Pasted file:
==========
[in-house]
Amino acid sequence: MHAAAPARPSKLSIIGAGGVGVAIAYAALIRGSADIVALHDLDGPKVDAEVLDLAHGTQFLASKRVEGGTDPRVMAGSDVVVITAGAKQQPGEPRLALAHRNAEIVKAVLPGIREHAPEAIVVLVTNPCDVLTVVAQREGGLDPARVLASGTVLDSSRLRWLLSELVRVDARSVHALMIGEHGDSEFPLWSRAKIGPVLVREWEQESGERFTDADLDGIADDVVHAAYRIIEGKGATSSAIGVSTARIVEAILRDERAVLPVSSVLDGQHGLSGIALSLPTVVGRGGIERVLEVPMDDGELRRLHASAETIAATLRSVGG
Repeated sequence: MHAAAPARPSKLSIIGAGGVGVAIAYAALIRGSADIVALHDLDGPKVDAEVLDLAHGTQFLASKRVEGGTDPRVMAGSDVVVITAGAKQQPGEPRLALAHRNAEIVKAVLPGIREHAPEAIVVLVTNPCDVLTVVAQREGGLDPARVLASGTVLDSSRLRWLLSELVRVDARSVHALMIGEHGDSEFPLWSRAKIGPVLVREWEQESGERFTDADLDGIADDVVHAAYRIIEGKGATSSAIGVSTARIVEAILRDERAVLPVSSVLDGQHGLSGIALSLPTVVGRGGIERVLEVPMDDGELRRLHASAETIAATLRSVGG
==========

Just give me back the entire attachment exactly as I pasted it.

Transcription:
[in-house]
Amino acid sequence: MHAAAPARPSKLSIIGAGGVGVAIAYAALIRGSADIVALHDLDGPKVDAEVLDLAHGTQFLASKRVEGGTDPRVMAGSDVVVITAGAKQQPGEPRLALAHRNAEIVKAVLPGIREHAPEAIVVLVTNPCDVLTVVAQREGGLDPARVLASGTVLDSSRLRWLLSELVRVDARSVHALMIGEHGDSEFPLWSRAKIGPVLVREWEQESGERFTDADLDGIADDVVHAAYRIIEGKGATSSAIGVSTARIVEAILRDERAVLPVSSVLDGQHGLSGIALSLPTVVGRGGIERVLEVPMDDGELRRLHASAETIAATLRSVGG
Repeated sequence: MHAAAPARPSKLSIIGAGGVGVAIAYAALIRGSADIVALHDLDGPKVDAEVLDLAHGTQFLASKRVEGGTDPRVMAGSDVVVITAGAKQQPGEPRLALAHRNAEIVKAVLPGIREHAPEAIVVLVTNPCDVLTVVAQREGGLDPARVLASGTVLDSSRLRWLLSELVRVDARSVHALMIGEHGDSEFPLWSRAKIGPVLVREWEQESGERFTDADLDGIADDVVHAAYRIIEGKGATSSAIGVSTARIVEAILRDERAVLPVSSVLDGQHGLSGIALSLPTVVGRGGIERVLEVPMDDGELRRLHASAETIAATLRSVGG